Report: Lectures on the Core Exhibition
Around 140 people attended Prof. Marcin Wodziński’s lecture Jews in Poland or Polish Jews? The Main Challenges of the Long Nineteenth Century Gallery on 24 February 2014. It was the sixth meeting in the Lectures on the Core Exhibition series.
Prof. Wodziński began by presenting the issues that the creators of the gallery had to resolve before embarking on their work, namely: What did it mean to be a “Polish Jew” in the 19th century? How to portray the rapid population growth that occurred in the Polish lands following the partitions? How did modernization impact the Jewish community? What sort of narrative strategy to adopt for the gallery as a whole?
Next, Prof. Wodziński highlighted the topics addressed in the gallery by presenting visualizations of the future exhibition areas. He walked the audience through the partitions of Poland at the end of the 18th century and issues related directly to the life of the Jewish community: changing traditions as exemplified by the evolution of wedding customs, the origins and spread of the Jewish Enlightenment – Haskalah, the new yeshiva, the expansion and differentiation of the Chassidic movement or the development of a new Jewish working class and professional intelligentsia. Prof. Wodziński devoted particular attention to questions of identity: the acculturation of a part of Jewry and the attendant process of integration with the rest of society.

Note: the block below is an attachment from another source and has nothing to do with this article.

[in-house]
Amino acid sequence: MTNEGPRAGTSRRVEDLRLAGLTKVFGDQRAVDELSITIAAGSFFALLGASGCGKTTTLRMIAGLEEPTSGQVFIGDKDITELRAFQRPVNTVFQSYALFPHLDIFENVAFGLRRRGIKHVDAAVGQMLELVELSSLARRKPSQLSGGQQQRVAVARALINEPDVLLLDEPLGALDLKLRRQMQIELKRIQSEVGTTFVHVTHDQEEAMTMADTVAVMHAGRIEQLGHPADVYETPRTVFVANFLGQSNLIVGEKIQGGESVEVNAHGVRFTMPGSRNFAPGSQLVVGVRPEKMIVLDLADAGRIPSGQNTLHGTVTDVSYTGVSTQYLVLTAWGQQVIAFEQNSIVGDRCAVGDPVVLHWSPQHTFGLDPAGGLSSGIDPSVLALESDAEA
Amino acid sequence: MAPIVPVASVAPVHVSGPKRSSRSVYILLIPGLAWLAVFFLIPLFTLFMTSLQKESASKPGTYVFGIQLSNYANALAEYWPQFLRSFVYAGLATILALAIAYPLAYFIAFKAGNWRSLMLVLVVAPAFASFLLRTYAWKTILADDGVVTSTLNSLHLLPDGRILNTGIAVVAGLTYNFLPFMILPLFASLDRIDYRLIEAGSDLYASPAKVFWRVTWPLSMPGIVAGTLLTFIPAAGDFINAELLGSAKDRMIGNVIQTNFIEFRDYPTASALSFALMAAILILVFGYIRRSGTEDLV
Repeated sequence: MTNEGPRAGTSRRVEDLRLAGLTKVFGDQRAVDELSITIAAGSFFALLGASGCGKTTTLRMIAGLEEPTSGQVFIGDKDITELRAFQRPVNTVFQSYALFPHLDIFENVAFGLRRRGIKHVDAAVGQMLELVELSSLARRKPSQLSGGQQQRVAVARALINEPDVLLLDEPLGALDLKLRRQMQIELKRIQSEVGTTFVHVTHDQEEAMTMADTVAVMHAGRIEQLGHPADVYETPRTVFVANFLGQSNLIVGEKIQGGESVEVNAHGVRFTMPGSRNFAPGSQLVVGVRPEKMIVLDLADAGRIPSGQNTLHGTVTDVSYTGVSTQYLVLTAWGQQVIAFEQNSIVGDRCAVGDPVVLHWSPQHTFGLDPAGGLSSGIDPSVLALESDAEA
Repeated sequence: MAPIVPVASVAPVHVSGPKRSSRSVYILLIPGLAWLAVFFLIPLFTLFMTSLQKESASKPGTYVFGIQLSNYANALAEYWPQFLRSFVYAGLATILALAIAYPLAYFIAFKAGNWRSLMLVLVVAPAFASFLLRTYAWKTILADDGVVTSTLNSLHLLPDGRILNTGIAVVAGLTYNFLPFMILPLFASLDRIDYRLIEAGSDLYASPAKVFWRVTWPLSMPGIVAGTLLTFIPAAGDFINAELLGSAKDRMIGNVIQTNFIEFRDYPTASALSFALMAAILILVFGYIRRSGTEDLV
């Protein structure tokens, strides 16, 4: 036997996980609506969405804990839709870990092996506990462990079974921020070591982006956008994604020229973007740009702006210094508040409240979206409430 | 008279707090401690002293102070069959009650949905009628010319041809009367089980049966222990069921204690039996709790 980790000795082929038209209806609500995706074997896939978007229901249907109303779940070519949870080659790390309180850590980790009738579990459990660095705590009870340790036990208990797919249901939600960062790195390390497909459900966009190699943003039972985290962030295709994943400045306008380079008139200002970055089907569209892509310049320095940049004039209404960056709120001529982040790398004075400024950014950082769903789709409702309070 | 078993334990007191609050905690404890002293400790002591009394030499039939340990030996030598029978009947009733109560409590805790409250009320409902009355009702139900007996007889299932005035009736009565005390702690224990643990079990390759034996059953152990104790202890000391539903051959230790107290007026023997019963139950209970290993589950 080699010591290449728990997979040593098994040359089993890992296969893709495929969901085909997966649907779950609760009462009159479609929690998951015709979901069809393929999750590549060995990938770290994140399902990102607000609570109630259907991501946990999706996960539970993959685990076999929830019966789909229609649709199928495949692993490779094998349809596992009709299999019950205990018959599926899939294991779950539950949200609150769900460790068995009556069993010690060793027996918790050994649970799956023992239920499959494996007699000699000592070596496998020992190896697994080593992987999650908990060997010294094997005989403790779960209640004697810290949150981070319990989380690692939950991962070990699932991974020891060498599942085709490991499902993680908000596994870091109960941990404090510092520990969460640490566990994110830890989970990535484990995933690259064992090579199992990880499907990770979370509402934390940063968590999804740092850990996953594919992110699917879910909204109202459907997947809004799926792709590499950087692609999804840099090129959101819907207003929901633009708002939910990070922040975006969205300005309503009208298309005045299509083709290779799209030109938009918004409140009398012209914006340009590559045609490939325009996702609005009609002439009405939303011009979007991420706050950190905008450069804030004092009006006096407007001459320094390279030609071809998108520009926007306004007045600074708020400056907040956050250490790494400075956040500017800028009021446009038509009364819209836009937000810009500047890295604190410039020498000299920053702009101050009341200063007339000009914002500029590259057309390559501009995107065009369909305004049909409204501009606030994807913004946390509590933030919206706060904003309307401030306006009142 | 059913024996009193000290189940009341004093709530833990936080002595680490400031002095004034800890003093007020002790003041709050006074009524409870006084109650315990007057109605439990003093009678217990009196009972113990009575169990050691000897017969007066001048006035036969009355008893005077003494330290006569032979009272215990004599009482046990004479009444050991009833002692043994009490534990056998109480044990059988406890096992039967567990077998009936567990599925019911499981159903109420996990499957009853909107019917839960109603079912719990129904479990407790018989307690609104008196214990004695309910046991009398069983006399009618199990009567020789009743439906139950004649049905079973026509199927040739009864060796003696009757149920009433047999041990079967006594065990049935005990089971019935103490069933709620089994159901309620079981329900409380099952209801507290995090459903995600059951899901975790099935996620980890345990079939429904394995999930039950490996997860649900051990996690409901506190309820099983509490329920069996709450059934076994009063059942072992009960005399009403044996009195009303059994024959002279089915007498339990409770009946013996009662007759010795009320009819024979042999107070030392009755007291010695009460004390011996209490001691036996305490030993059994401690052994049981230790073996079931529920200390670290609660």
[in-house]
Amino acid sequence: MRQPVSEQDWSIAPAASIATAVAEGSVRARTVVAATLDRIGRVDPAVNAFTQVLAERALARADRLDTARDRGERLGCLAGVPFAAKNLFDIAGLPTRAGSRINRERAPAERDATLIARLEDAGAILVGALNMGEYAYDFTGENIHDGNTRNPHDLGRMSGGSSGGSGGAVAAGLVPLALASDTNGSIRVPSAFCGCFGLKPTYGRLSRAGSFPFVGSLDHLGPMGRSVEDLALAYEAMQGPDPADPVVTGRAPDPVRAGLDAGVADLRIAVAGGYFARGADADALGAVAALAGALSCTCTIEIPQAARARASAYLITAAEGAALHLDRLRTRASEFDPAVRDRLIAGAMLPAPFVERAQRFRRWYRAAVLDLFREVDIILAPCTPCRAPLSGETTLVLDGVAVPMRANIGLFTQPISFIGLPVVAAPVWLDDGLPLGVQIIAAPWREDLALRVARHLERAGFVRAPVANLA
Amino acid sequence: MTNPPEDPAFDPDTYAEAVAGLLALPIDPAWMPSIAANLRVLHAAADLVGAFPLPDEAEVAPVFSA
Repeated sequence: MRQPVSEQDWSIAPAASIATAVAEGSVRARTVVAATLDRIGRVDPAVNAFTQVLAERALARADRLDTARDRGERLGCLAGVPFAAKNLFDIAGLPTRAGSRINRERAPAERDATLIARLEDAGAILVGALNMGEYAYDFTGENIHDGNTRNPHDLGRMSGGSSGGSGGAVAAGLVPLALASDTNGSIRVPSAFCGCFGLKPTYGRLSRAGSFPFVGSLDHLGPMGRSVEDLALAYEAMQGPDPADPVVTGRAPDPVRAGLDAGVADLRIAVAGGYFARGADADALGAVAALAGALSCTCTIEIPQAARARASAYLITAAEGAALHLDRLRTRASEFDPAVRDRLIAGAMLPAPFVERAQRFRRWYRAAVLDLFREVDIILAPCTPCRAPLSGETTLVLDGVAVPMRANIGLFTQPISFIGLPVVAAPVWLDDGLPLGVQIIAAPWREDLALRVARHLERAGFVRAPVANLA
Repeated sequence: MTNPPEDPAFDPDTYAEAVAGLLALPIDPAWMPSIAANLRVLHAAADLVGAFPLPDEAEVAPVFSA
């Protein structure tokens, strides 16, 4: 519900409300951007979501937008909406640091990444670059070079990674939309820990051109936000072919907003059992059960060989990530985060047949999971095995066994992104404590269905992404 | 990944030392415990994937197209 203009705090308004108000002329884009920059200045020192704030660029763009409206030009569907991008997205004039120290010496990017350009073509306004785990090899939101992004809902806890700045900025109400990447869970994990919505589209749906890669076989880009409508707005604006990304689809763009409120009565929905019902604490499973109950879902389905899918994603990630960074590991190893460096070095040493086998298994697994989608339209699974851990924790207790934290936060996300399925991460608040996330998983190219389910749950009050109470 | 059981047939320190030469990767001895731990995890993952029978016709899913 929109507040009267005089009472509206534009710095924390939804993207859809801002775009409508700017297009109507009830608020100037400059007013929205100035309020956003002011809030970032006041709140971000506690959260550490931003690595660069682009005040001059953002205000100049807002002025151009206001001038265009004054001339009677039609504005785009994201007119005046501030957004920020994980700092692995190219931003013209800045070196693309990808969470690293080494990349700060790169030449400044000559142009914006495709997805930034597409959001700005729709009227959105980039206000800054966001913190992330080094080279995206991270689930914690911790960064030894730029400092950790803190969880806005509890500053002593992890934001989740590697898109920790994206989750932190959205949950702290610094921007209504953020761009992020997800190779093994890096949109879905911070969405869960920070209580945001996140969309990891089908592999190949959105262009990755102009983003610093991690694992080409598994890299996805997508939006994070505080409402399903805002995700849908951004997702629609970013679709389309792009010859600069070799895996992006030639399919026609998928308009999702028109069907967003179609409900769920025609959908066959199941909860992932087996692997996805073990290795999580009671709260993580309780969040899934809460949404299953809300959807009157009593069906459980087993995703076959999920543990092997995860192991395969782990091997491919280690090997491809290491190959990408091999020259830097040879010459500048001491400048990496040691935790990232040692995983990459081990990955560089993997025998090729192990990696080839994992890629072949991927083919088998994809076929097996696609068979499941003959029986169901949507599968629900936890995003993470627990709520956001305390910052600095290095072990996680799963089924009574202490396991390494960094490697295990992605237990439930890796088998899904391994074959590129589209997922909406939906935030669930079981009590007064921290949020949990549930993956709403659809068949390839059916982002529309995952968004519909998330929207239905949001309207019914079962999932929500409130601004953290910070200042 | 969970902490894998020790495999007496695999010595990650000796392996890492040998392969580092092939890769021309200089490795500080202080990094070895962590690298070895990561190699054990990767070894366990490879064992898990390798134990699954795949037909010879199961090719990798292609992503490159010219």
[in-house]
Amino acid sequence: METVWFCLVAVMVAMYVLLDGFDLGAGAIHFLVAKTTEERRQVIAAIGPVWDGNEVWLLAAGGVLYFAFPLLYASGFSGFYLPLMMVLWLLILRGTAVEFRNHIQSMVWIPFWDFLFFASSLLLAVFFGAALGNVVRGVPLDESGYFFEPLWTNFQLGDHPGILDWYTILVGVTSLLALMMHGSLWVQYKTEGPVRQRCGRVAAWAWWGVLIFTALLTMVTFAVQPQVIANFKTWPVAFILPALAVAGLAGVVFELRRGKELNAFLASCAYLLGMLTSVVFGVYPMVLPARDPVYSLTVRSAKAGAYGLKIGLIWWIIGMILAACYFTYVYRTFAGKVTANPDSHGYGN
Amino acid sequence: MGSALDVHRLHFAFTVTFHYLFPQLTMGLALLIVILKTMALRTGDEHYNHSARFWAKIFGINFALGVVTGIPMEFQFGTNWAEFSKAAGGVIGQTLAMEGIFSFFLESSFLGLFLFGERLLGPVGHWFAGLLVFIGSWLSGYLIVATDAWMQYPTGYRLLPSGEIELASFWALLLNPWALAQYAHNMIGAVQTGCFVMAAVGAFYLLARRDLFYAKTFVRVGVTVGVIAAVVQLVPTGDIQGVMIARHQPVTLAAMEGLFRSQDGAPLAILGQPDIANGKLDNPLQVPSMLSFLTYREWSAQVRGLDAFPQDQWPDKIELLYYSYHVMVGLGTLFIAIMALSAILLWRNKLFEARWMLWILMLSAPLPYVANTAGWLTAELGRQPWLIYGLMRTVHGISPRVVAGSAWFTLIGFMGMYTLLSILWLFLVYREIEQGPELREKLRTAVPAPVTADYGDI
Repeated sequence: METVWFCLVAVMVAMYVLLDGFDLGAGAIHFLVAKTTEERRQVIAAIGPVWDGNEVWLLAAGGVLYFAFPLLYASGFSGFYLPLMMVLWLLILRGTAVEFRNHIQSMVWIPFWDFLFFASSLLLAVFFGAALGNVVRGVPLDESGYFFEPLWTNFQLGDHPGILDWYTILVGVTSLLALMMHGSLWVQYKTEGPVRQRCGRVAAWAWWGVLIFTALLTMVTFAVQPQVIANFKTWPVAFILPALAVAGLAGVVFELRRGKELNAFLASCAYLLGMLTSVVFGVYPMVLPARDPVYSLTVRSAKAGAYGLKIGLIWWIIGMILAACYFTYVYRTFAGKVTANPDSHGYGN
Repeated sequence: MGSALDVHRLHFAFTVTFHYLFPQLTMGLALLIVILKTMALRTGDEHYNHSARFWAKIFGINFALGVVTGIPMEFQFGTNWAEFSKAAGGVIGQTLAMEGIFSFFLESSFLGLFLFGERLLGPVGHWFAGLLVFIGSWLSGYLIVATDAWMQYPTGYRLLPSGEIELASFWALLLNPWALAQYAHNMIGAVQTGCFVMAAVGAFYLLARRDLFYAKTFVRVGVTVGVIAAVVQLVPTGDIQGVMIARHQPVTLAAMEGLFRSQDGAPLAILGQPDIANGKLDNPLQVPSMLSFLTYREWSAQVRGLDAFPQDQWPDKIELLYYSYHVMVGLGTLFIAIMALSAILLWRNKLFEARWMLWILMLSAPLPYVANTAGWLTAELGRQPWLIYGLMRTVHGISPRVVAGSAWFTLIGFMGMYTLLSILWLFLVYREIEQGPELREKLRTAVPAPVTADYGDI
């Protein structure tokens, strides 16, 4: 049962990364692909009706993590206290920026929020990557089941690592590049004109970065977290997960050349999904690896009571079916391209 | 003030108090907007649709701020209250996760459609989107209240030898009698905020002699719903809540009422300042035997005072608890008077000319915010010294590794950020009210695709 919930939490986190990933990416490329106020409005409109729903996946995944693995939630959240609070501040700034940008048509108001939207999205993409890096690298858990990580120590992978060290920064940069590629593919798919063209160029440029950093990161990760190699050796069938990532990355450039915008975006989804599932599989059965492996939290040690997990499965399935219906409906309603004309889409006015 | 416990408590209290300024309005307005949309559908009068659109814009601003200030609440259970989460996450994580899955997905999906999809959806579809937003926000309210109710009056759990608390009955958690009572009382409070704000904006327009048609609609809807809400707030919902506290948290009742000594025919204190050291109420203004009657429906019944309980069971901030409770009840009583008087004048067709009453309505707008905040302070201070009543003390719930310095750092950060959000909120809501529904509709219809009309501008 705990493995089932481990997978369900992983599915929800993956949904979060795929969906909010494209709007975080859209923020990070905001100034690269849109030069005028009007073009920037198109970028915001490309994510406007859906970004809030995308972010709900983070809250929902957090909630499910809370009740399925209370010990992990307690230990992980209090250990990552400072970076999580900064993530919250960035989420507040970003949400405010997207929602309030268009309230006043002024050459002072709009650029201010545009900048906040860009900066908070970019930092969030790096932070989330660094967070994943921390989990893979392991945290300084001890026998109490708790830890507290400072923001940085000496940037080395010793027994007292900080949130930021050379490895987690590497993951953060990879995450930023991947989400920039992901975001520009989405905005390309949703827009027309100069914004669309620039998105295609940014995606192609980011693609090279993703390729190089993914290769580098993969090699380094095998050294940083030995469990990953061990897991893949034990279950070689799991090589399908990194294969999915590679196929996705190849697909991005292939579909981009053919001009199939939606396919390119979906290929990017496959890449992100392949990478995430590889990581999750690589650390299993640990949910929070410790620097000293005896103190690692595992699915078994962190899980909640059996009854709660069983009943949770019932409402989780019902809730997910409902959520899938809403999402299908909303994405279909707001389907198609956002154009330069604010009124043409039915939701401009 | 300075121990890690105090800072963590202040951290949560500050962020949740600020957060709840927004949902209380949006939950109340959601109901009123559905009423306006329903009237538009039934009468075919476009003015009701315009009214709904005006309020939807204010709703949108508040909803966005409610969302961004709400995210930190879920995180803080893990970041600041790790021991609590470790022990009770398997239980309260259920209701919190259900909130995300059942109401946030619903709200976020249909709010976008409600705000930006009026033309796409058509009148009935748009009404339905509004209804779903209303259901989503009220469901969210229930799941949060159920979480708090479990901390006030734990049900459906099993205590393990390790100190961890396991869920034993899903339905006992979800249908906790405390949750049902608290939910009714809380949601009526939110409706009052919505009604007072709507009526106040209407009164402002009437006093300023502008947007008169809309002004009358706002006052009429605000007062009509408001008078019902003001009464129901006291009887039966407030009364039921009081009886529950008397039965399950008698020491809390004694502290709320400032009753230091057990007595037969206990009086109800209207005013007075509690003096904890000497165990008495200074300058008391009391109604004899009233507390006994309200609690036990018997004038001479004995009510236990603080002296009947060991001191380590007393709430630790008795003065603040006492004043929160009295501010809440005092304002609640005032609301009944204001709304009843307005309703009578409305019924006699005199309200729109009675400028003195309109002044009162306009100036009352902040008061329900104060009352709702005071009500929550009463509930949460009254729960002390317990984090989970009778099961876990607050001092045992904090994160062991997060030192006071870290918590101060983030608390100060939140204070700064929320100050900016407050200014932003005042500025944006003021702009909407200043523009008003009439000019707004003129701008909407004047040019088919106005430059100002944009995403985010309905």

After the lecture Prof. Wodziński replied to questions from the audience.
We also invite you to the next meetings in the Lectures on the Core Exhibition series:
- 24.03.2014, 6.00 PM – Dr. Tamara Sztyma, Michał Majewski, “What does the Jewish Street Talk About?” Faces of Diversity in the Interwar Gallery.
- 15.04.2014, 6.00 PM – Prof. Barbara Engelking, The Holocaust Gallery in the Museum of the History of Polish Jews
- 20.05.2014, 6.00 PM – Prof. Stanisław Krajewski, The Postwar Gallery in the Museum of the History of Polish Jews
Supported from the Norway and EEA Grants by Iceland, Liechtenstein and Norway.